Egypt Thought of the Day

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Bryan Caplan asks, a propos of events in Egypt, why some revolutions end up making things better while others make things worse. His answer (which he admits is unconvincing) is that revolutions make things better when they are against totalitarian regimes and worse when they are against authoritarian regimes, because “the point of totalitarian regimes is to give people less freedom than the median voter wants, but the point of authoritarian regimes is often to give people more freedom than the median voter – or at least the median man of violence – wants.”

I don’t think that works. Marcos wasn’t a totalitarian, for example, and neither was Milosevic. When I consider which revolutions turned out badly and which turned out well, the thing that really jumps out at me is the degree to which the revolution in question was achieved by peaceful as opposed to violent means. There are exceptions, of course, but for the most part violent revolutions have tended to end badly (very often making things even worse than before), whereas largely non-violent revolutions have tended to make things better. Violent revolutions end up being led by violent men, and once in charge they have a tendency to turn their talents on others. Whereas the leaders of non-violent revolutions tend to be better at democratic politics (and if they aren’t they don’t try to hold onto power by killing their opponents).

Something to think about.

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  1. It might even be specified to violence inside of the new country– the US’s revolution wasn’t bloodless, but the target was outside, not part of the new country. France, on the other hand, killed… like, everybody?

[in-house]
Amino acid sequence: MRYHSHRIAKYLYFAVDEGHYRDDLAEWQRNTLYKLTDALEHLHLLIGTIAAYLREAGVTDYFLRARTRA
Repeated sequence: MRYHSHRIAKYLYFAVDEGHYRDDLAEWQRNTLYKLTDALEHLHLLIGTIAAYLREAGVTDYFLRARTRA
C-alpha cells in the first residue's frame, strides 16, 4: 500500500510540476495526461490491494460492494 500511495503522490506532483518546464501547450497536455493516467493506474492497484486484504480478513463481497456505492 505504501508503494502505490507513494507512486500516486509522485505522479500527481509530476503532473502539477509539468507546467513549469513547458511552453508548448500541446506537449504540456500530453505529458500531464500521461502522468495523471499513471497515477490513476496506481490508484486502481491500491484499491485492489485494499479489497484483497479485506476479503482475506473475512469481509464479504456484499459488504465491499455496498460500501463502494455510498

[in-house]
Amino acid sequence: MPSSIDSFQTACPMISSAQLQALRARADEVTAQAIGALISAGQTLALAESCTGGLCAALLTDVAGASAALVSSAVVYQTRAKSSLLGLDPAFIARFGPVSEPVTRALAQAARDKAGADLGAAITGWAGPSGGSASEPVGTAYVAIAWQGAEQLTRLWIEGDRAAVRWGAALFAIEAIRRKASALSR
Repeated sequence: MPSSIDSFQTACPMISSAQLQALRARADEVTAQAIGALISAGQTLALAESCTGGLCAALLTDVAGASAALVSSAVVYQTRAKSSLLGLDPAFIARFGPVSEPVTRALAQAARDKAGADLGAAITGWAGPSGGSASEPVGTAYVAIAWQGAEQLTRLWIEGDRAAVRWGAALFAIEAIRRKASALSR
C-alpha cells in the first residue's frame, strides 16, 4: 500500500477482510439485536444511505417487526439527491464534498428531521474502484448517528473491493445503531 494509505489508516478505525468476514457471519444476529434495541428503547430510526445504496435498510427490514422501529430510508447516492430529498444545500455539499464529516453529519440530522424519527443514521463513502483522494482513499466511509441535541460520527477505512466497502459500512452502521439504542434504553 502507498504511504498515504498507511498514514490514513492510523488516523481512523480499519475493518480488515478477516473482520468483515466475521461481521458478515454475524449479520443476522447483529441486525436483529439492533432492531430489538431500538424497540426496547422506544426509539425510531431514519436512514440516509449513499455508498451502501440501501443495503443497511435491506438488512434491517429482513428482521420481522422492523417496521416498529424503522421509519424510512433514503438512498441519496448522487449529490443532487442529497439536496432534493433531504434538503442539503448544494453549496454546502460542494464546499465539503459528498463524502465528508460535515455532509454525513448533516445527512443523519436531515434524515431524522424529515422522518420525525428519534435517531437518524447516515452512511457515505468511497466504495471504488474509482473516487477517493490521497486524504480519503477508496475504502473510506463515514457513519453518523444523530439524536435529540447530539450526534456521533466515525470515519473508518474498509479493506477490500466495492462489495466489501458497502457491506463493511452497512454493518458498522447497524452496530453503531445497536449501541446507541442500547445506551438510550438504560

I generally figure that revolutions make things bad if the guys doing the revolution enjoy the power they got more than they care about the original reason for the revolution. (assuming the reason wasn’t “get in power”)

  2. Our revolution was not especially peaceful, and not just against the British. There was also a fair amount of fighting between Patriots and Tories, both before and during the Revolutionary War. What we did have, which other revolutions lacked, was a long tradition of elections, and leaders who were used to helping run their colonies. I think that type of experienced leadership can make a vast difference in how a revolution turns out.

  3. The same people who believe that miraculously in 48 hours Egypt will be blessed with a classical liberal, Jeffersonian democracy also believe that 310,000,000 Americans can generate all their energy needs with sunbeams and wind mills. Go ask the Spanish how that worked.

  4. Off the top of my head, I’d say that national unity is an important factor. Really, a non-violent revolution can’t succeed unless there’s massive support for it. In that situation, it’s going to be a lot easier to govern the resulting state. A revolution that involves one sizable population overthrowing another is going to be violent, and is not likely to lead anywhere nice. The first scenario is Poland; the second is South Africa. Even the rare peaceful revolution with a divided population has the potential of leading to catastrophe – I’m thinking of the Indian subcontinent.

    If national unity is an important factor, that would bode well for possible uprisings in Egypt and Lebanon, but not for those in Sudan or Yemen. Of course, this being a Catholic blog, we have to recognize the risk that too much unity in Egypt or Lebanon could raise for the Christian minorities.

  5. 1. What are the boundary conditions which define ‘revolution’ as opposed to some other sort of regime change?

    2. To what importance do you assign the different components of the common life in assessing whether conditions are better or worse?

    3. When you say conditions are better or worse, events over what interval of time would count as frictional costs which could be excluded from the assessment?

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